Seasonal Diet Composition of Adult Shovelnose Sturgeon in the Middle Mississippi River
Seibert, Justin R., Phelps, Quinton E., Tripp, Sara J., Garvey, James E., The American Midland Naturalist
Because the shovelnose sturgeon (Scaphirhynchus platorynchus) population in the Middle Mississippi River (MMR) between Cairo, IL and St. Louis, MO (RKM 0-320) appears to be declining, we must understand dietary needs to help assess its conservation status. Diet is linked to growth, condition and reproduction and reflects population state. Thus, we quantified diets of adult shovelnose sturgeon monthly using gill nets (5.08-cm bar mesh) during Jan. 2005 through Nov. 2005 at three sites on the MMR (RKM: 201-198; 191188, and RKM 127-124). Stomachs were removed from adult shovelnose sturgeon (winter n = 71; spring n = 163; summer n = 149; fall n = 179; fork length mean = 617 mm; standard deviation = 64.57). Overall, prey items occurred in less than 30% (n = 170) of shovelnose sturgeon stomachs. Dominant prey items throughout all seasons (winter, spring, summer and fall) were Chironomidae, Hydropsychidae, Ephemeridae and Corophiidae respectively. Corophiidae is an exotic amphipod that has not previously been documented in the MMR. The total abundance of diet items was high during winter through spring and low during summer through fall. Ephemeridae dominated in winter. Hydropsychidae was the most important prey item during spring through summer. Corophiidae dominated diets in the fall. Temperature and perhaps low river discharge appeared to affect prey consumed, with high temperatures and low discharge during summer through fall causing low energy intake, lowered condition and likely poor growth. Conservation efforts that provide flow refugia may improve energy intake and likely enhance shovelnose sturgeon populations in the MMR.
Due to commercial harvest and habitat degradation worldwide, sturgeon numbers have been declining for nearly 100 y (Keenlyne, 1997; Shuman, 2003). Mature female sturgeon are selectively harvested for caviar, rendering populations especially vulnerable. Because sturgeon delay sexual maturity, reproductive potential is further reduced by selective harvest (Colombo et al, 2007; Tripp et al, 2009a). This reproductive loss coupled with habitat degradation has led to the collapse of multiple sturgeon populations and may be threatening one of the last commercially viable populations in the world (Billard and Lecointre, 2001; Ludwig et al, 2002; Secor et al, 2002; Tripp el al, 2009a, b). Shovelnose sturgeon Scaphirhynchus platorynchus are the most abundant member of the family Acipenseridae within the Mississippi River and support commercial fisheries in portions of the Mississippi and Missouri rivers (Kline and Golden, 1979; Carlson et al, 1985; Hurley et al, 1987). In the free-flowing Middle Mississippi River extending from Cairo, Illinois to St. Louis, Missouri (MMR; RKM 0-200) shovelnose sturgeon populations have declined perhaps due to habitat degradation and commercial harvest (Keenlyne, 1997; Morrow et al, 1998; Jackson, 2004; Colombo et al, 2007; Tripp el al, 2009a, b) . Market price for shovelnose sturgeon eggs is high compared with other commercial fish species in the Mississippi River basin (Becker, 1983). In order to maintain a harvestable shovelnose sturgeon population, we need to eventually understand their life historv, which guides management and ultimately drives regulations.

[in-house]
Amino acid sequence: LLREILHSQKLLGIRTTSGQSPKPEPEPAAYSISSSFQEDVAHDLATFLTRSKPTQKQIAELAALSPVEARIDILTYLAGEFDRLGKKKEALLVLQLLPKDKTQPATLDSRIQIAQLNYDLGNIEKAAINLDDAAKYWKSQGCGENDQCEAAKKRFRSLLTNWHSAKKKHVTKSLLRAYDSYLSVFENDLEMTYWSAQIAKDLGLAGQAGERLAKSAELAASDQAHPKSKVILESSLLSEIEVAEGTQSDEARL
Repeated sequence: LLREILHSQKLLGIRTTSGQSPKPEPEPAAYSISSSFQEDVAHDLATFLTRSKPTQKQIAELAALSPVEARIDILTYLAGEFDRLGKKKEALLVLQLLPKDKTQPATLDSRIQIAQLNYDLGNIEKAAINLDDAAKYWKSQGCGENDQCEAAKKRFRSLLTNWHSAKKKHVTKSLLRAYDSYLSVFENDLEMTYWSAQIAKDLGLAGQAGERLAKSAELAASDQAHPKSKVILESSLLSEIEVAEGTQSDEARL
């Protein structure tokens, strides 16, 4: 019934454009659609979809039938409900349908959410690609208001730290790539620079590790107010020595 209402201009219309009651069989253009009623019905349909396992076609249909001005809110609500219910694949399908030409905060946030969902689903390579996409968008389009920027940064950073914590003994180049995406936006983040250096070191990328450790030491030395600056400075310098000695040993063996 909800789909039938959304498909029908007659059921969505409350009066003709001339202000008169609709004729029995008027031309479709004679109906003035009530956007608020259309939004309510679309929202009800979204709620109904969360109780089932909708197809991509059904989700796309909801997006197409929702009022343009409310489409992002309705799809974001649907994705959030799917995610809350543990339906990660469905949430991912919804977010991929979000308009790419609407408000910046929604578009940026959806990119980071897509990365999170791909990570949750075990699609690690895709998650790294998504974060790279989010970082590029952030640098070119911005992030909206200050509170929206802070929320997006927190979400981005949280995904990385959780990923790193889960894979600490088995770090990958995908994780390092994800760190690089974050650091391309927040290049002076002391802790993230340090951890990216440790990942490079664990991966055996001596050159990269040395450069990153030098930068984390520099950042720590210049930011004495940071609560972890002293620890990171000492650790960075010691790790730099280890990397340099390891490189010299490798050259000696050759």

As with all organisms, energy intake affects shovelnose sturgeon growth and survival. Diet composition and quantity can dramatically influence condition and thus influence reproduction. Shovelnose sturgeon diets have been quantified in several large rivers: Platte River (Shuman, 2003), upper Mississippi River (Hoopes, 1960; Helms, 1974; Carlson et al, 1985), and Missouri River (Held, 1969; Modde and Schmulbach, 1977; Carlson et al, 1985; Megargle, 1997; Berry, 2002; Braaten et al, 2006; Wanner et al, 2007). Although many shovelnose sturgeon diet studies have been completed, we are unaware of any studies that have been conducted in the MMR, which is free-flowing and geologically unique to the remainder of the Mississippi River drainage. …